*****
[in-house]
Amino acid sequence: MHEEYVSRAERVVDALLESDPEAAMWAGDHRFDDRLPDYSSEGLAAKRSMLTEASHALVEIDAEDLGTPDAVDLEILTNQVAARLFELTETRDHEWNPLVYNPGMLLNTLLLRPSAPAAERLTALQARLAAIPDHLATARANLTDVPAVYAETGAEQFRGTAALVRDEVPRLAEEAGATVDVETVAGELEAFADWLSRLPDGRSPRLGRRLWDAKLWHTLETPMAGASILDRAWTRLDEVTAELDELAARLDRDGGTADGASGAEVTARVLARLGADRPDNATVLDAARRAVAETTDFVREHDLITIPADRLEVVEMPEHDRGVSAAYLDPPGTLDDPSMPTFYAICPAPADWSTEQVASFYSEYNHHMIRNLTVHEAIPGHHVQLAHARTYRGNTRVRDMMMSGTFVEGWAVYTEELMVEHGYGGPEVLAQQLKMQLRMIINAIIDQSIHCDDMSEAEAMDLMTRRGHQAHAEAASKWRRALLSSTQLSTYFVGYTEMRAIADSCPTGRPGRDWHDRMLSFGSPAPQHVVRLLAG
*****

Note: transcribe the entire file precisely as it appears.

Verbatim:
[in-house]
Amino acid sequence: MHEEYVSRAERVVDALLESDPEAAMWAGDHRFDDRLPDYSSEGLAAKRSMLTEASHALVEIDAEDLGTPDAVDLEILTNQVAARLFELTETRDHEWNPLVYNPGMLLNTLLLRPSAPAAERLTALQARLAAIPDHLATARANLTDVPAVYAETGAEQFRGTAALVRDEVPRLAEEAGATVDVETVAGELEAFADWLSRLPDGRSPRLGRRLWDAKLWHTLETPMAGASILDRAWTRLDEVTAELDELAARLDRDGGTADGASGAEVTARVLARLGADRPDNATVLDAARRAVAETTDFVREHDLITIPADRLEVVEMPEHDRGVSAAYLDPPGTLDDPSMPTFYAICPAPADWSTEQVASFYSEYNHHMIRNLTVHEAIPGHHVQLAHARTYRGNTRVRDMMMSGTFVEGWAVYTEELMVEHGYGGPEVLAQQLKMQLRMIINAIIDQSIHCDDMSEAEAMDLMTRRGHQAHAEAASKWRRALLSSTQLSTYFVGYTEMRAIADSCPTGRPGRDWHDRMLSFGSPAPQHVVRLLAG